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Guadalupe River State Park Spring Branch, Texas

sunny 99 °F

A Road Trip With My Daughter...

As summer began to draw to a close I wanted to take my nine year old daughter on a “girls” camping trip since my husband had to work, and my two other children were off for two weeks on their own adventure. I decided that we would go to Guadalupe State Park in Spring Branch, TX since it was not only a state park I had never visited, but also because it is centrally located to several day trips I wanted to go on with my daughter. Our plan was to spend seven nights at the park, so early on Monday morning we set off. My husband was apprehensive about us traveling up there alone, so he followed me just to make sure I was able to pull our travel trailer and set it up and left the following day.

Setting Up Camp:

We drove the five hours from our home to Guadalupe State Park. This park is right in the heart of the Texas Hill Country, and is pretty close to civilization. It was only 8 miles to a HEB grocery store and 3 miles to a Valero gas station. The park is accessed from Park Road 31 and leads to the Park Headquarters. The Rangers were friendly and we had no difficulty checking in. Since it was a Monday the park wasn’t crowded at all. The Rangers originally assigned us to Site 76 in the park, but informed us if we arrived at the campground and found another spot to be more to our liking we were welcome to change. After getting to the campground we determined that Site 50 was more in line with what we were looking for. All of the sites were shaded with picnic tables and fire pits, but there is only one bath house in the campground. Site 76 required that we walk through a wooded trail to get over to the other side where the restrooms were. Since it was just my daughter and I, I made the change to Site 50 because of its proximity to the bath house and park host. I knew my nine year old would be unwilling to walk down a wooded trail at night to go to the restroom, and I liked the idea that the park hosts were there should I run into any trouble. Our site was level and easy to pull into- which was a blessing since I had to back the trailer in for the first time.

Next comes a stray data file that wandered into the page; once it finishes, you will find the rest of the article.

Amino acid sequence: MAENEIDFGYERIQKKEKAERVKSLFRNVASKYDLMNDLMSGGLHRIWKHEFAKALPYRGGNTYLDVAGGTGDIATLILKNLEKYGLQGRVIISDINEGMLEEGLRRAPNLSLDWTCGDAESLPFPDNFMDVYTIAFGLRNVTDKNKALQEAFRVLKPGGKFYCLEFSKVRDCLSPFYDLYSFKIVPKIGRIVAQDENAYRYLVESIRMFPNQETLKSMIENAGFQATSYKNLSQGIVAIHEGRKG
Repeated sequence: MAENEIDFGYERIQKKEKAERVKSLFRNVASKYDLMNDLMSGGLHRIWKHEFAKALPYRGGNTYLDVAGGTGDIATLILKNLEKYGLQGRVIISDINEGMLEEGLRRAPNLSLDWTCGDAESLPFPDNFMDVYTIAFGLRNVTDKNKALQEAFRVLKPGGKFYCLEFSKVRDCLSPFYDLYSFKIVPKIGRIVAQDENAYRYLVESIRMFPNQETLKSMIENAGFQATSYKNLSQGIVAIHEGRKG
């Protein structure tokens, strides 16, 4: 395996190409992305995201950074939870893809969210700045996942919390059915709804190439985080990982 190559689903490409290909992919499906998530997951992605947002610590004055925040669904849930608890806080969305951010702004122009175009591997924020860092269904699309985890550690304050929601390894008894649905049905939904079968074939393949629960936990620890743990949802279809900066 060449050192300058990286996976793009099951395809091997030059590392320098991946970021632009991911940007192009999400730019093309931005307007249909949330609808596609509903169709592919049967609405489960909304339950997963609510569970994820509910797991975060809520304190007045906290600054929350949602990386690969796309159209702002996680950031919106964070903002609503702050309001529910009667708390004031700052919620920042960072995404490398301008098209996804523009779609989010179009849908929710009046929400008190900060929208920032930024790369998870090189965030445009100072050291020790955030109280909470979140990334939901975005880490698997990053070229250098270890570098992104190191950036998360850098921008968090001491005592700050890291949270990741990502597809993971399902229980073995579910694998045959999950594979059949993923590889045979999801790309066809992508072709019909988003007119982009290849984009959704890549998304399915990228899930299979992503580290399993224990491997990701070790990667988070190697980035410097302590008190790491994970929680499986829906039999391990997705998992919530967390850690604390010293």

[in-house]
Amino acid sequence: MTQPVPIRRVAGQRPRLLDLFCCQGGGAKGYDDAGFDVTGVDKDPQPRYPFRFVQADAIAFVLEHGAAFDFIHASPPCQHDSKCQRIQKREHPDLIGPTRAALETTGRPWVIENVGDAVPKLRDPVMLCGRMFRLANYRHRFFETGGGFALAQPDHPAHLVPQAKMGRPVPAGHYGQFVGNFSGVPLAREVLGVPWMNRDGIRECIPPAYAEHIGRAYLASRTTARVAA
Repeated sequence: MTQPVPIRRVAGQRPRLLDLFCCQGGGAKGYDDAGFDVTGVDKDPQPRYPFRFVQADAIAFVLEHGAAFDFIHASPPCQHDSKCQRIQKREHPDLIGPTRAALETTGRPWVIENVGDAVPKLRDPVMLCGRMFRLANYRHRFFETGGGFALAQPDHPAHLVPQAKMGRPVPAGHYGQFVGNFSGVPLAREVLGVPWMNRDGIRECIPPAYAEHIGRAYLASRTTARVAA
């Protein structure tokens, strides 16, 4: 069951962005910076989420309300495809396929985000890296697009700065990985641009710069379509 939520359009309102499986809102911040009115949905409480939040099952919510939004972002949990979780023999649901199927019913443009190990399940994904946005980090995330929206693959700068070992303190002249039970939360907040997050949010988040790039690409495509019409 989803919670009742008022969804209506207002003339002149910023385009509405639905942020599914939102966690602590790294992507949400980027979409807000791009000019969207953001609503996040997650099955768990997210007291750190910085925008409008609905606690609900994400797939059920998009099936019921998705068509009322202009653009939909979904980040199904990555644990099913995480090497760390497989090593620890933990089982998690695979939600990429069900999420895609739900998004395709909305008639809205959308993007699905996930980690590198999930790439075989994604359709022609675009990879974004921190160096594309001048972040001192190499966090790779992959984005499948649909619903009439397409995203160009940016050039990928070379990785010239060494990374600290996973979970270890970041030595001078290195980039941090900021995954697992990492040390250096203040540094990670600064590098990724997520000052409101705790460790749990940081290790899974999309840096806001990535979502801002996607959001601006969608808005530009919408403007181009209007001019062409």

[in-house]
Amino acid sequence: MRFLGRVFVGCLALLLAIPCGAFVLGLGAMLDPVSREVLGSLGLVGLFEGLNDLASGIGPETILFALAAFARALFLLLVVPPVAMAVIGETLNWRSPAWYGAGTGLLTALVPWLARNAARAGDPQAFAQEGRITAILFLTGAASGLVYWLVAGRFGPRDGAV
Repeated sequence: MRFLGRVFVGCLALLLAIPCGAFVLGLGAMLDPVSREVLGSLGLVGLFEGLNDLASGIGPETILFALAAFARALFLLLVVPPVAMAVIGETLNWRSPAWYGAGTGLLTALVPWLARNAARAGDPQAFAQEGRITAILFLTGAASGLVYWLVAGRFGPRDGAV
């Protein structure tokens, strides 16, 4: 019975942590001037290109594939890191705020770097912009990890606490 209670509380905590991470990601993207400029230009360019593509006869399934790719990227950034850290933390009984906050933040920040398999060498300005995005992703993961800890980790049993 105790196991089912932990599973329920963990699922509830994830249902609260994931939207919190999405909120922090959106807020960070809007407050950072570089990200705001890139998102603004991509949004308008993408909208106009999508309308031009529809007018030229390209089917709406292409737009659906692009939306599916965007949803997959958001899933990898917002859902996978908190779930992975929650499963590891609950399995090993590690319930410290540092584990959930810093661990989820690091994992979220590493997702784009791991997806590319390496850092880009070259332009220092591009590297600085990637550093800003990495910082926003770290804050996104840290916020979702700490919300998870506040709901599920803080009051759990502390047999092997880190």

The River:

After setting up camp it was time to check out the Guadalupe River. The park has a designated river parking area and another overflow parking area. There are picnic tables, grills, and another bath house all located for park guests to use. The river is easily accessed from the parking lot and they have stone steps carved into the side of the hill leading down to the river. Once there, visitors find a pebble/rock beach area where they can set up canopy tents, beach chairs, coolers etc for the day. The water on this part of the Guadalupe River is not nearly as cool as people familiar with floating the Guadalupe in New Braunfels may be accustomed to. It took me by surprise how warm the water was actually. The swimming area has some shallow rapid areas, but most of it is between two and three feet deep. The bottom is rocky so make sure you wear river shoes. The water wasn’t moving fast enough the week we were here to tube the river, so we went to the Dollar Store a couple miles from the park and purchased some regular blow up pool floats. All of our river time from that point on consisted of us floating around the river on our floats and my daughter catching minnows using our standard bait- Cheeto’s. The river was uneventful during the weekdays with approximately twenty to thirty people maximum there, but on the weekend it really drew in a lot of day trippers who set up camp on the river banks and livened up the atmosphere.

Day Trip: Gruene Hall in Gruene, Texas